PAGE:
Aspen Lift One development generates more questions than answers
ASPEN ” The redevelopment of the base of Aspen Mountain will generate 1,300 new car trips a day and as many as 100 vehicles spilling onto nearby intersections within an hour during peak times.
That’s the conclusion made by a consultant hired by two developers who are the driving forces behind what’s known as the Lift One Master Plan, which proposes 300,000 square feet of residential and commercial space along South Aspen Street. David Leahy from Denver-based TDA, Inc. was one of several hired experts who presented details on the development to the Aspen City Council during a public hearing on Monday.
The experts were hired by Centurion Partners and Roaring Fork Mountain Lodge-Aspen LLC, which are individually proposing two hotels, affordable housing, restaurants, retail space and public amenities on an 8-acre site at the base of Aspen Mountain’s west side.
The traffic study is just one of dozens of the plan’s details that have yet to fully be hashed out, though the council plans to vote next Monday on what would be the largest development project Aspen has seen in decades.
The public hearing will begin at 2 p.m. in council chambers on Dec. 8.
Other details of the plan that will get further scrutiny include how the construction will be phased, managed and what buildings will be constructed first.
Council members also are concerned about the developers’ financing and ability to secure loans to build the hotels, as well as pay for the public amenities.
The half-billion-dollar project is estimated to generate only a minimal return for developers, based on a proforma created by Byron Koste, executive director of the University of Colorado’s Real Estate Center.
“The current program yields marginal returns,” Koste told the council, adding that the community benefits that the developers have agreed to pay for have reduced their profit margins significantly.
It’s expected that once the hotels are built and the ownership portions of them are sold, developers might see a percentage of profits in the low- to mid-teens. Most comparable real estate projects net between 30 and 50 percent profit margins, Koste said.
Mayor Mick Ireland said he wants a guarantee, or a deed restriction, on the for-sale units so that they can’t be converted into whole ownership condos and taken out of the rental pool.
Currently, developers propose to provide housing for 75 percent of the employees that will be generated from the developments. However, in response to Ireland’s concerns, John Sarpa representing Centurion Partners and Bob Daniel, representing Roaring Fork Mountain Lodge-Aspen LLC, said Monday they are willing to house 100 percent. The remaining 25 percent of employee housing could be paid for through a special transfer tax collected on the sale of the units in the fractional condominium and membership lodge part of the project.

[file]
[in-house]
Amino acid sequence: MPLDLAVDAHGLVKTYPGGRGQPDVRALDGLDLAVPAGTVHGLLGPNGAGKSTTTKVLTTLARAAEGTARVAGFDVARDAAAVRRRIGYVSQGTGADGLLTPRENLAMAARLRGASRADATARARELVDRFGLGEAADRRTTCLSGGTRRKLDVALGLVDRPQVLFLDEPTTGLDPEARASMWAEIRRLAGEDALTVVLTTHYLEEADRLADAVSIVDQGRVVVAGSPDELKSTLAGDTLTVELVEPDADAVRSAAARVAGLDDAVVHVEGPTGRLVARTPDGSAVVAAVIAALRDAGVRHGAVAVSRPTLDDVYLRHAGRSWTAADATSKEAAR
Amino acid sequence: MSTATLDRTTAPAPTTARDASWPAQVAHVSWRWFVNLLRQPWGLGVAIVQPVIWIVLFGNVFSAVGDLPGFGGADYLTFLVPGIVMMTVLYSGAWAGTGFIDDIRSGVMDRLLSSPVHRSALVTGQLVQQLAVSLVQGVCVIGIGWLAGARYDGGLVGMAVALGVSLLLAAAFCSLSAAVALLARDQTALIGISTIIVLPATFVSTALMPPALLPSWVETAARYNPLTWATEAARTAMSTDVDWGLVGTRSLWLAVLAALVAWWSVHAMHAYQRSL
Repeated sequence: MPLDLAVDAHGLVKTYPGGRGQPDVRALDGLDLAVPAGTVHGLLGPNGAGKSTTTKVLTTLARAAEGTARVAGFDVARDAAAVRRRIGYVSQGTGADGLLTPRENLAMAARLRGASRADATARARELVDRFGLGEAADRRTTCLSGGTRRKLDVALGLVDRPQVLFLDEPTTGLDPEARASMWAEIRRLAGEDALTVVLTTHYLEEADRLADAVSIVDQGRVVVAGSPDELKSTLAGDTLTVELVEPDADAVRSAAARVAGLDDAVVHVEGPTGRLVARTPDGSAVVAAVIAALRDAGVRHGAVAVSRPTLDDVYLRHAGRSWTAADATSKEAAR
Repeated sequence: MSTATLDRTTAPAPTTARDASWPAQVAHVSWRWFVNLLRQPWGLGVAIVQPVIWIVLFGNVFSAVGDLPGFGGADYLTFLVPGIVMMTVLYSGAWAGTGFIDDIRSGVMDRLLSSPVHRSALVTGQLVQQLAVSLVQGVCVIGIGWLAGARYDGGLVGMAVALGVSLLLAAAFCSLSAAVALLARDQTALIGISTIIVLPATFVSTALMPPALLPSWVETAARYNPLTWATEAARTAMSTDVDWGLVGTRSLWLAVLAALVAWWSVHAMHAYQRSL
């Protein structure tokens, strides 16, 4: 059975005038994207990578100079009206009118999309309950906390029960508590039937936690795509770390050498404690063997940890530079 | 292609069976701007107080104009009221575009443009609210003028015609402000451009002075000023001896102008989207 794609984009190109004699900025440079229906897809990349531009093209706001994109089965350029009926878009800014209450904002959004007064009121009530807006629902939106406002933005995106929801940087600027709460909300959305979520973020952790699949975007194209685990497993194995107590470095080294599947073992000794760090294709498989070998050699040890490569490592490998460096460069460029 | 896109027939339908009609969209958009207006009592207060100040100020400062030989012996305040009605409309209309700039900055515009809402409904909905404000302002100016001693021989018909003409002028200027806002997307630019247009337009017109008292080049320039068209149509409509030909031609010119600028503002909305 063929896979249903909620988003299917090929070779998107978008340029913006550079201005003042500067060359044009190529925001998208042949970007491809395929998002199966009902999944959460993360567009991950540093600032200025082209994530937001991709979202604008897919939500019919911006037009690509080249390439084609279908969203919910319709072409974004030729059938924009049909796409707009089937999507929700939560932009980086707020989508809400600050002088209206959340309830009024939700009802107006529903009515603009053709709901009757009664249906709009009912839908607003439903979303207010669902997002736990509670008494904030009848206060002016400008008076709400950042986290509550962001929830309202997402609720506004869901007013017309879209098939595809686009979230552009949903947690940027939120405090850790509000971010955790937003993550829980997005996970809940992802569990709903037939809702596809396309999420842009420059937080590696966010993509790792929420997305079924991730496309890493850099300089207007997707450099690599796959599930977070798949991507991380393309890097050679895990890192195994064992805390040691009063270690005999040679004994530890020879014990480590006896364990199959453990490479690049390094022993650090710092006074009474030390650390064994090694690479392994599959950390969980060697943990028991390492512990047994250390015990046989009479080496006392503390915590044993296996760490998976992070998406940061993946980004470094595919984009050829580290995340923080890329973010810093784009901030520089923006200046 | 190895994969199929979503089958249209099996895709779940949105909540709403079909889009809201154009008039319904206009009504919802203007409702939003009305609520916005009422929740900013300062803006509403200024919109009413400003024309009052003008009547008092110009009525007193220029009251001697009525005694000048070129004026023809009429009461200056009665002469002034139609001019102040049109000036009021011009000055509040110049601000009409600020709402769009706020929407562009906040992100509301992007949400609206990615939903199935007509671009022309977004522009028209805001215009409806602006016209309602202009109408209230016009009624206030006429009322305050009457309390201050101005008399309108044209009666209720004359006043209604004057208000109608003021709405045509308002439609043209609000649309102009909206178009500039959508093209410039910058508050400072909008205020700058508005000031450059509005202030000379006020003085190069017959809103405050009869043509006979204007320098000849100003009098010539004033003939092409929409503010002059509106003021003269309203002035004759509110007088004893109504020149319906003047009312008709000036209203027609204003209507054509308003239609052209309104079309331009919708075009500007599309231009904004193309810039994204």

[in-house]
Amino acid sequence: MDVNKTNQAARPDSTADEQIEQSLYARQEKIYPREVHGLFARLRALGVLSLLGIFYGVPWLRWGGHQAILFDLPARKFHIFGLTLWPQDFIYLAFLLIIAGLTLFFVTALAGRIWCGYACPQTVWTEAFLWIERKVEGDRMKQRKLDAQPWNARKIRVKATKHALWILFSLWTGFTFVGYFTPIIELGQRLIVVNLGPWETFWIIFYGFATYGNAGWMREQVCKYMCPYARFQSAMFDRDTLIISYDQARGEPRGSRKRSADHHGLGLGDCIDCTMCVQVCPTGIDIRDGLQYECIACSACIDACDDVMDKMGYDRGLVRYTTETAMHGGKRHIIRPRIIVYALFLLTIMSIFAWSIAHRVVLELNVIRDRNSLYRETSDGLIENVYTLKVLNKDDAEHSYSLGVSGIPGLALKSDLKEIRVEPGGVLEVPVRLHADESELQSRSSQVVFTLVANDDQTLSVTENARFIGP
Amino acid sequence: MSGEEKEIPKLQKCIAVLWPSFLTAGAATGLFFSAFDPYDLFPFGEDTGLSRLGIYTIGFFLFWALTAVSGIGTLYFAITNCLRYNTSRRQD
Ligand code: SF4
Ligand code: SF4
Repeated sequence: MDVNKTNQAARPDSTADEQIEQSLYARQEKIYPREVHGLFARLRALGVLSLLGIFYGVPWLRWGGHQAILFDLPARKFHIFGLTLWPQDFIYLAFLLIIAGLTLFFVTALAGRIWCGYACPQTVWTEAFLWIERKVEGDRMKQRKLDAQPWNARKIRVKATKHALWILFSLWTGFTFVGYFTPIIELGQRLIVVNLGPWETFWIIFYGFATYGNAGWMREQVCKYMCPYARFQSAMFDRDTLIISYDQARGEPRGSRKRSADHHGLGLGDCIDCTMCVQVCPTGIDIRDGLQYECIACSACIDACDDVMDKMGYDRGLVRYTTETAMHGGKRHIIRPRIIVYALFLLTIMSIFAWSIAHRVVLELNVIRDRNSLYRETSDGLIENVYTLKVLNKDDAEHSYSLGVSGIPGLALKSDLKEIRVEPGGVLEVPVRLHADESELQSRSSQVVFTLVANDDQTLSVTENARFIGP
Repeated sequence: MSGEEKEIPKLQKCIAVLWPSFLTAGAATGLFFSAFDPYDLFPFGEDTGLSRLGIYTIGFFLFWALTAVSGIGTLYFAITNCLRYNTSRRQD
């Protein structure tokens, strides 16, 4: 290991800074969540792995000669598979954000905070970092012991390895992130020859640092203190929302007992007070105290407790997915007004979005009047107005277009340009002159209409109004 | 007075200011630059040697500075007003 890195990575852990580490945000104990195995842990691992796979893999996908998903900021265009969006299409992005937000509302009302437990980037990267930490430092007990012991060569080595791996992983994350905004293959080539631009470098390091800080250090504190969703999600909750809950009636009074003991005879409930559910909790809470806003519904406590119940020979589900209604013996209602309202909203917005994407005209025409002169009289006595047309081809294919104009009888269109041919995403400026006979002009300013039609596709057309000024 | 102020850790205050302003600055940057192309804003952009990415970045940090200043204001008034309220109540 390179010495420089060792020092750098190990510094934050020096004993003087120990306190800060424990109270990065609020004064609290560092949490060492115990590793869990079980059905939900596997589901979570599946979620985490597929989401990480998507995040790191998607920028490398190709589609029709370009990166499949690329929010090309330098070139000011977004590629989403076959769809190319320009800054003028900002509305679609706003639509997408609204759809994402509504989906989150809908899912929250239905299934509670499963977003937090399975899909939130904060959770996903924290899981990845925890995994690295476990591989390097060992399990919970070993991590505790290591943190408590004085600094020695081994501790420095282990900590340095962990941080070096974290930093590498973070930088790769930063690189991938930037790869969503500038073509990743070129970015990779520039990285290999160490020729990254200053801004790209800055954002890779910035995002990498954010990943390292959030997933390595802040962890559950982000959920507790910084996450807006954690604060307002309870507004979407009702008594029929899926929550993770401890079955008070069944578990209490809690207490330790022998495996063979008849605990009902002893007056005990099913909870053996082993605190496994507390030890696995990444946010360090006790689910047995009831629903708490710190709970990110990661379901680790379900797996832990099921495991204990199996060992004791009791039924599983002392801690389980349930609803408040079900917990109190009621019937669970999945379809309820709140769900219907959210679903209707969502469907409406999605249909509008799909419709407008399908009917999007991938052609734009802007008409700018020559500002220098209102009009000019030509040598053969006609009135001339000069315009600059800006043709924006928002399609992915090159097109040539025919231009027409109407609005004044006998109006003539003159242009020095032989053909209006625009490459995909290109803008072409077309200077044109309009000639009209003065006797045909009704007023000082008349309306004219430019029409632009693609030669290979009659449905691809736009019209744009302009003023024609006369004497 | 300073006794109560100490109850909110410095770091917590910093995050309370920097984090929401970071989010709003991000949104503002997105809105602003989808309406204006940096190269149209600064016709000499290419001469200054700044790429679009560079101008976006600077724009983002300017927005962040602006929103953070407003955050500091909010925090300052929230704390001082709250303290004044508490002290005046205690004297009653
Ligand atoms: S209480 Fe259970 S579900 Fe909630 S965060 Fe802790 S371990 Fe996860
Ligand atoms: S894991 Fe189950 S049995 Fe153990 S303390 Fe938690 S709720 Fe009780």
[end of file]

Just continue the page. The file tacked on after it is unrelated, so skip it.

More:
Public scrutiny is increasing around the development, the site plan and the master plan of the area, which was signed off by a 27-member citizen task force that met weekly from April to September.
However, not all Lift One Task Force members are pleased with the end result.
Denis Murray, a task force member and a resident of the Lift One neighborhood, said the proposal in front of the council is rushed, just as it was at the end of the task force process, when new iterations were presented and minimal thought was given to them.
A proposed surface lift at Dean Street that would take people to a new high-speed quad chairlift, 230 feet farther uphill than the existing Lift 1A, is not adequate accessibility for people wanting to reach the base of the mountain, Murray said.
The plan is flawed and so is the process, he said, adding he was at one time excited about the prospect of creating a vibrant area where skiing in Aspen began and is one of the last pieces of town that remains undeveloped.
“I’m not finding what I had hoped to get in this once-in-a-lifetime opportunity,” he said.
For Cliff Weiss, another task force member and avid skier, the Aspen Skiing Co.’s decision to rely on natural snowfall for the 50-foot-wide swath where the surface lift would be is unacceptable. The whole idea was to get people up the mountain easily and allow for return skiing into town at the end of the day. That’s not possible without a guarantee of snow coverage.
“That is a deal breaker for me,” Weiss said. “Things have changed that I find disturbing …”
While snowmaking might not be feasible in the narrow corridor, Weiss said snowmaking along the World Cup course is and that snow can be pushed to the lower part of the hill once the races, which are traditionally held at the beginning of the season, are over.
Next Monday’s meeting is expected to be the final public hearing on the land-use application. For more details on the plan, log onto http://www.aspenpitkin.com/depts/41/liftoneMP.cfm
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